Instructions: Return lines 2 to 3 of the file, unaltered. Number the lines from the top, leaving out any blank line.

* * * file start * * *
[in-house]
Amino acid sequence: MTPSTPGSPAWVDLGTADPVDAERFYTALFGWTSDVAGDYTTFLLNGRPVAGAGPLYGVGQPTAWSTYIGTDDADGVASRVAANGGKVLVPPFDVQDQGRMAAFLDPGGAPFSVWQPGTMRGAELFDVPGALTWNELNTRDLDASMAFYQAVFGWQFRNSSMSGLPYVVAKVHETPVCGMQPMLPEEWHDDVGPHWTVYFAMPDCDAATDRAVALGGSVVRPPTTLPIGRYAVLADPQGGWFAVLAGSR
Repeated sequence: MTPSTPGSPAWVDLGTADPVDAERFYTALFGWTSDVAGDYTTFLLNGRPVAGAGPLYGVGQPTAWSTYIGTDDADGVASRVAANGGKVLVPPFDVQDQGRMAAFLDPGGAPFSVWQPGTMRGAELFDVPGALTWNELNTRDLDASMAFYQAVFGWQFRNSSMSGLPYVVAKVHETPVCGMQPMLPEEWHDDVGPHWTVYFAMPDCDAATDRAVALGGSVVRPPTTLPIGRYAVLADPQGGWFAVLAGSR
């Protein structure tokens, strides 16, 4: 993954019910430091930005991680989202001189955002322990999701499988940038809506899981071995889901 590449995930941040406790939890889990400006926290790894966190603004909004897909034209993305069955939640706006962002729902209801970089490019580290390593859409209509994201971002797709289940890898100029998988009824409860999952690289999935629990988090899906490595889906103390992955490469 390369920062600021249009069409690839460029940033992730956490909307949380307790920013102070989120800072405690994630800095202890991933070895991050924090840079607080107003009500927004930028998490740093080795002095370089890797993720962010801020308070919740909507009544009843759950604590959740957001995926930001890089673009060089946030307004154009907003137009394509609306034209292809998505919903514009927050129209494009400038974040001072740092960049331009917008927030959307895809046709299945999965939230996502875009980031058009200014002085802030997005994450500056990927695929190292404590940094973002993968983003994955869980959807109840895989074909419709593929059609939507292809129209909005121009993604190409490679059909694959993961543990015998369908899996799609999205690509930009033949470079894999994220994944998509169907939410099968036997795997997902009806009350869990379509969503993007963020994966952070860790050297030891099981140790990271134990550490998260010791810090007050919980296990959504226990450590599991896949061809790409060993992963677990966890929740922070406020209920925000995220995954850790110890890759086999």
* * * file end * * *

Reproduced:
Amino acid sequence: MTPSTPGSPAWVDLGTADPVDAERFYTALFGWTSDVAGDYTTFLLNGRPVAGAGPLYGVGQPTAWSTYIGTDDADGVASRVAANGGKVLVPPFDVQDQGRMAAFLDPGGAPFSVWQPGTMRGAELFDVPGALTWNELNTRDLDASMAFYQAVFGWQFRNSSMSGLPYVVAKVHETPVCGMQPMLPEEWHDDVGPHWTVYFAMPDCDAATDRAVALGGSVVRPPTTLPIGRYAVLADPQGGWFAVLAGSR
Repeated sequence: MTPSTPGSPAWVDLGTADPVDAERFYTALFGWTSDVAGDYTTFLLNGRPVAGAGPLYGVGQPTAWSTYIGTDDADGVASRVAANGGKVLVPPFDVQDQGRMAAFLDPGGAPFSVWQPGTMRGAELFDVPGALTWNELNTRDLDASMAFYQAVFGWQFRNSSMSGLPYVVAKVHETPVCGMQPMLPEEWHDDVGPHWTVYFAMPDCDAATDRAVALGGSVVRPPTTLPIGRYAVLADPQGGWFAVLAGSR